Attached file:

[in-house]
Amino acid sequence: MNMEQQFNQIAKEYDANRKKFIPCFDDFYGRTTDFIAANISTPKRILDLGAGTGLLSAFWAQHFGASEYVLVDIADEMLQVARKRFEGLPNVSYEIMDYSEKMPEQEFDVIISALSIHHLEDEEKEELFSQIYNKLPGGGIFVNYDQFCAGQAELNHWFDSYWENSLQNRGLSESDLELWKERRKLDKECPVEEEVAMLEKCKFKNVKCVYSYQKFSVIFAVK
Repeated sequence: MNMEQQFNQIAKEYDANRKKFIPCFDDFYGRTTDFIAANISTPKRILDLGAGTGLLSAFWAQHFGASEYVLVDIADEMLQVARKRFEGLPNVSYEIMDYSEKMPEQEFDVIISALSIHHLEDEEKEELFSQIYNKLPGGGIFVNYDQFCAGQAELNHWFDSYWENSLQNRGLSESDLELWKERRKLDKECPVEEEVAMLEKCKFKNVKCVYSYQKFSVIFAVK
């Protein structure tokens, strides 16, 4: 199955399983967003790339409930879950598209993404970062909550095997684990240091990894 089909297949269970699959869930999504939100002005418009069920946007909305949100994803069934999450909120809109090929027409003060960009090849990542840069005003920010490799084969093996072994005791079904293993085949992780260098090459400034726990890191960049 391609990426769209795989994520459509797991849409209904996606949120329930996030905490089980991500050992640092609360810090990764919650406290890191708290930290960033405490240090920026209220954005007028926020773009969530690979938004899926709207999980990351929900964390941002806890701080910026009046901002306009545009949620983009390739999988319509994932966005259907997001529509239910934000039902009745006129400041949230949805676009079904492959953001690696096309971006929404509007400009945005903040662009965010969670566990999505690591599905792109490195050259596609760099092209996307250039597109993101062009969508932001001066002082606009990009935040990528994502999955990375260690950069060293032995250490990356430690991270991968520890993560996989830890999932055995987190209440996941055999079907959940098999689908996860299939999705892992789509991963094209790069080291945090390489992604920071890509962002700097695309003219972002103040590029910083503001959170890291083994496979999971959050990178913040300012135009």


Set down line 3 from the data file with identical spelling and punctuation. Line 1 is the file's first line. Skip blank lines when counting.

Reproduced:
Repeated sequence: MNMEQQFNQIAKEYDANRKKFIPCFDDFYGRTTDFIAANISTPKRILDLGAGTGLLSAFWAQHFGASEYVLVDIADEMLQVARKRFEGLPNVSYEIMDYSEKMPEQEFDVIISALSIHHLEDEEKEELFSQIYNKLPGGGIFVNYDQFCAGQAELNHWFDSYWENSLQNRGLSESDLELWKERRKLDKECPVEEEVAMLEKCKFKNVKCVYSYQKFSVIFAVK